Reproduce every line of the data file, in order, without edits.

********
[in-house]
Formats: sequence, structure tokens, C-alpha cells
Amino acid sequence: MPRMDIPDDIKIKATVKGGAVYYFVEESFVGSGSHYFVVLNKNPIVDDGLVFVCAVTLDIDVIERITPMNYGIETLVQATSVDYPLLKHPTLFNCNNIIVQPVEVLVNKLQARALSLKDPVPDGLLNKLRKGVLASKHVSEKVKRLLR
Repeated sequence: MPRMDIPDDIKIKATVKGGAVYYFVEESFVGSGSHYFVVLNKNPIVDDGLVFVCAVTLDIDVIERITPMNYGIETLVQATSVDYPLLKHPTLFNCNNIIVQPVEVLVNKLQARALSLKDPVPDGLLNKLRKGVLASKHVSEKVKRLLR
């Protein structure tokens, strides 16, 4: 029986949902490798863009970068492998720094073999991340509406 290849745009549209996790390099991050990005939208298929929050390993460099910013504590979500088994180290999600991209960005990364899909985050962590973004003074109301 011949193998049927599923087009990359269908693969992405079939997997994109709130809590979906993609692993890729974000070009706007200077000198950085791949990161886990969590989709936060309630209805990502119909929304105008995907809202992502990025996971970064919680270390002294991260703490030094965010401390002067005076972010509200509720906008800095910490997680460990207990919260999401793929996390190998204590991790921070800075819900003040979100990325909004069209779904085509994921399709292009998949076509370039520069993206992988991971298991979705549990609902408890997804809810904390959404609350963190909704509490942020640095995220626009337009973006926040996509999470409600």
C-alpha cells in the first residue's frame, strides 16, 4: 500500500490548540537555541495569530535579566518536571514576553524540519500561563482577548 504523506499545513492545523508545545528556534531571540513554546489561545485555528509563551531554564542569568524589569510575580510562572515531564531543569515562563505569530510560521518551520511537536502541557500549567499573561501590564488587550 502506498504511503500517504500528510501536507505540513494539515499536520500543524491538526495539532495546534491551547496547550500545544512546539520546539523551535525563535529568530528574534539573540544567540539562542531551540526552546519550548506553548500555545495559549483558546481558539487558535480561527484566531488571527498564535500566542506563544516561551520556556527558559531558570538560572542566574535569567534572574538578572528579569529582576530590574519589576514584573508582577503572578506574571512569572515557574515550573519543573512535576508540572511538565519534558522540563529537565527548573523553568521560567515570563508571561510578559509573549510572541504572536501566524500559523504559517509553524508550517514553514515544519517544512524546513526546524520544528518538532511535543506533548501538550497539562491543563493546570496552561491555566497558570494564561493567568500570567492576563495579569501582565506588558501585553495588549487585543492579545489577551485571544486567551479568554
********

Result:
[in-house]
Formats: sequence, structure tokens, C-alpha cells
Amino acid sequence: MPRMDIPDDIKIKATVKGGAVYYFVEESFVGSGSHYFVVLNKNPIVDDGLVFVCAVTLDIDVIERITPMNYGIETLVQATSVDYPLLKHPTLFNCNNIIVQPVEVLVNKLQARALSLKDPVPDGLLNKLRKGVLASKHVSEKVKRLLR
Repeated sequence: MPRMDIPDDIKIKATVKGGAVYYFVEESFVGSGSHYFVVLNKNPIVDDGLVFVCAVTLDIDVIERITPMNYGIETLVQATSVDYPLLKHPTLFNCNNIIVQPVEVLVNKLQARALSLKDPVPDGLLNKLRKGVLASKHVSEKVKRLLR
């Protein structure tokens, strides 16, 4: 029986949902490798863009970068492998720094073999991340509406 290849745009549209996790390099991050990005939208298929929050390993460099910013504590979500088994180290999600991209960005990364899909985050962590973004003074109301 011949193998049927599923087009990359269908693969992405079939997997994109709130809590979906993609692993890729974000070009706007200077000198950085791949990161886990969590989709936060309630209805990502119909929304105008995907809202992502990025996971970064919680270390002294991260703490030094965010401390002067005076972010509200509720906008800095910490997680460990207990919260999401793929996390190998204590991790921070800075819900003040979100990325909004069209779904085509994921399709292009998949076509370039520069993206992988991971298991979705549990609902408890997804809810904390959404609350963190909704509490942020640095995220626009337009973006926040996509999470409600």
C-alpha cells in the first residue's frame, strides 16, 4: 500500500490548540537555541495569530535579566518536571514576553524540519500561563482577548 504523506499545513492545523508545545528556534531571540513554546489561545485555528509563551531554564542569568524589569510575580510562572515531564531543569515562563505569530510560521518551520511537536502541557500549567499573561501590564488587550 502506498504511503500517504500528510501536507505540513494539515499536520500543524491538526495539532495546534491551547496547550500545544512546539520546539523551535525563535529568530528574534539573540544567540539562542531551540526552546519550548506553548500555545495559549483558546481558539487558535480561527484566531488571527498564535500566542506563544516561551520556556527558559531558570538560572542566574535569567534572574538578572528579569529582576530590574519589576514584573508582577503572578506574571512569572515557574515550573519543573512535576508540572511538565519534558522540563529537565527548573523553568521560567515570563508571561510578559509573549510572541504572536501566524500559523504559517509553524508550517514553514515544519517544512524546513526546524520544528518538532511535543506533548501538550497539562491543563493546570496552561491555566497558570494564561493567568500570567492576563495579569501582565506588558501585553495588549487585543492579545489577551485571544486567551479568554